Phys Sci Res Assoc, T. H. Geballe Laboratory for Advanced Materials
Leora Dresselhaus-Marais, Postdoctoral Faculty Sponsor
- Direct imaging of shock wave splitting in diamond at Mbar pressure MATTER AND RADIATION AT EXTREMES 2023; 8 (6)
Simultaneous bright- and dark-field X-ray microscopy at X-ray free electron lasers.
2023; 13 (1): 17573
The structures, strain fields, and defect distributions in solid materials underlie the mechanical and physical properties across numerous applications. Many modern microstructural microscopy tools characterize crystal grains, domains and defects required to map lattice distortions or deformation, but are limited to studies of the (near) surface. Generally speaking, such tools cannot probe the structural dynamics in a way that is representative of bulk behavior. Synchrotron X-ray diffraction based imaging has long mapped the deeply embedded structural elements, and with enhanced resolution, dark field X-ray microscopy (DFXM) can now map those features with the requisite nm-resolution. However, these techniques still suffer from the required integration times due to limitations from the source and optics. This work extends DFXM to X-ray free electron lasers, showing how the [Formula: see text] photons per pulse available at these sources offer structural characterization down to 100 fs resolution (orders of magnitude faster than current synchrotron images). We introduce the XFEL DFXM setup with simultaneous bright field microscopy to probe density changes within the same volume. This work presents a comprehensive guide to the multi-modal ultrafast high-resolution X-ray microscope that we constructed and tested at two XFELs, and shows initial data demonstrating two timing strategies to study associated reversible or irreversible lattice dynamics.
View details for DOI 10.1038/s41598-023-35526-5
View details for PubMedID 37845245
View details for PubMedCentralID 8279502
Transonic dislocation propagation in diamond.
Science (New York, N.Y.)
2023; 382 (6666): 69-72
The motion of line defects (dislocations) has been studied for more than 60 years, but the maximum speed at which they can move is unresolved. Recent models and atomistic simulations predict the existence of a limiting velocity of dislocation motion between the transonic and subsonic ranges at which the self-energy of dislocation diverges, though they do not deny the possibility of the transonic dislocations. We used femtosecond x-ray radiography to track ultrafast dislocation motion in shock-compressed single-crystal diamond. By visualizing stacking faults extending faster than the slowest sound wave speed of diamond, we show the evidence of partial dislocations at their leading edge moving transonically. Understanding the upper limit of dislocation mobility in crystals is essential to accurately model, predict, and control the mechanical properties of materials under extreme conditions.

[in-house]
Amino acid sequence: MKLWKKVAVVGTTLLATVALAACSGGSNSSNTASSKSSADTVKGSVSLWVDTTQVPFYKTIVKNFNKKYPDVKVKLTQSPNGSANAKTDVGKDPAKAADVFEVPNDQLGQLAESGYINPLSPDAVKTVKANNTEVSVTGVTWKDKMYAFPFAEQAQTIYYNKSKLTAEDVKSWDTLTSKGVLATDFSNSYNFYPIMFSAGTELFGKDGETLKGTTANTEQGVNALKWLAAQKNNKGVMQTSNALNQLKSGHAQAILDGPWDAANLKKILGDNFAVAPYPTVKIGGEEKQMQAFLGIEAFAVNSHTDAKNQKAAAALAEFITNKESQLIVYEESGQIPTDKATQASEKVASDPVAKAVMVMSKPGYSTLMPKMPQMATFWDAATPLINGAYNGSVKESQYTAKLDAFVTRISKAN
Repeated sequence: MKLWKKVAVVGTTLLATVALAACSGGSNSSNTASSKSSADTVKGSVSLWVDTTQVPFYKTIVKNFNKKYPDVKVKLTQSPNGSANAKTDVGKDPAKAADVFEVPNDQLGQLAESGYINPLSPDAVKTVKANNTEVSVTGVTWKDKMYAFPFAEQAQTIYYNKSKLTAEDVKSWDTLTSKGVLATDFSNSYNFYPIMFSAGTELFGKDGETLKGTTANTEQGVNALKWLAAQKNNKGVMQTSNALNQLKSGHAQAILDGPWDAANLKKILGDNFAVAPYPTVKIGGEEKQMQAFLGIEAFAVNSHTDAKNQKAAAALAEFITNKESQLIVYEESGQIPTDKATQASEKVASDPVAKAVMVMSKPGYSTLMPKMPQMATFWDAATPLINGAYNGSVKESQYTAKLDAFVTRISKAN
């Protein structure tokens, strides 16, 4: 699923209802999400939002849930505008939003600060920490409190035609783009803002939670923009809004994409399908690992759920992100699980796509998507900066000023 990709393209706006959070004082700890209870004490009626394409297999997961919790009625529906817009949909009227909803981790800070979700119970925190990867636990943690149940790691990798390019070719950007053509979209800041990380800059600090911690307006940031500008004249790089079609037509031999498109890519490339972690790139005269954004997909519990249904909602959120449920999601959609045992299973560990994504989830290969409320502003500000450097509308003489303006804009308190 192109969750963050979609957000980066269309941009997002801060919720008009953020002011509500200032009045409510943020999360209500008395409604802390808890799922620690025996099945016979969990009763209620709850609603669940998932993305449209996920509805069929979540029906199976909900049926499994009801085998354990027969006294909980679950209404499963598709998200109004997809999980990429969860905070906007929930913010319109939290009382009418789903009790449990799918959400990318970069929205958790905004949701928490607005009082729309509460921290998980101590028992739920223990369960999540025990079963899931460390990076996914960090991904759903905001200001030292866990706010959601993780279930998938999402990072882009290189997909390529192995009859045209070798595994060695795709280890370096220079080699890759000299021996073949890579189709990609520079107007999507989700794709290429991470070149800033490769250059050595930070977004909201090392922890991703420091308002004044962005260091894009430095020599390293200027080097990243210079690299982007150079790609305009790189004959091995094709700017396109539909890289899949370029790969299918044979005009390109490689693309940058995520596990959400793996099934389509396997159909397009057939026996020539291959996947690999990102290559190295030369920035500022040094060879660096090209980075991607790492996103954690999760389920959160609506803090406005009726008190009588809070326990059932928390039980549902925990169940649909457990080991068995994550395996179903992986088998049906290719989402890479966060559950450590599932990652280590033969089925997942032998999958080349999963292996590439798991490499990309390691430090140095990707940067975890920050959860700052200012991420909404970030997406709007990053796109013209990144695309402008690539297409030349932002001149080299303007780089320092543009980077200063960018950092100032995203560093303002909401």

View details for DOI 10.1126/science.adh5563
View details for PubMedID 37796999
- Nanolamellar phase transition in an additively manufactured eutectic high-entropy alloy under high pressures AIP ADVANCES 2023; 13 (3)
Diamond formation kinetics in shock-compressed C─H─O samples recorded by small-angle x-ray scattering and x-ray diffraction.
2022; 8 (35): eabo0617
Extreme conditions inside ice giants such as Uranus and Neptune can result in peculiar chemistry and structural transitions, e.g., the precipitation of diamonds or superionic water, as so far experimentally observed only for pure C─H and H2O systems, respectively. Here, we investigate a stoichiometric mixture of C and H2O by shock-compressing polyethylene terephthalate (PET) plastics and performing in situ x-ray probing. We observe diamond formation at pressures between 72 ± 7 and 125 ± 13 GPa at temperatures ranging from ~3500 to ~6000 K. Combining x-ray diffraction and small-angle x-ray scattering, we access the kinetics of this exotic reaction. The observed demixing of C and H2O suggests that diamond precipitation inside the ice giants is enhanced by oxygen, which can lead to isolated water and thus the formation of superionic structures relevant to the planets' magnetic fields. Moreover, our measurements indicate a way of producing nanodiamonds by simple laser-driven shock compression of cheap PET plastics.
View details for DOI 10.1126/sciadv.abo0617
View details for PubMedID 36054354
- Hugoniot equation-of-state and structure of laser-shocked polyimide C22H10N2O5 PHYSICAL REVIEW B 2022; 105 (5)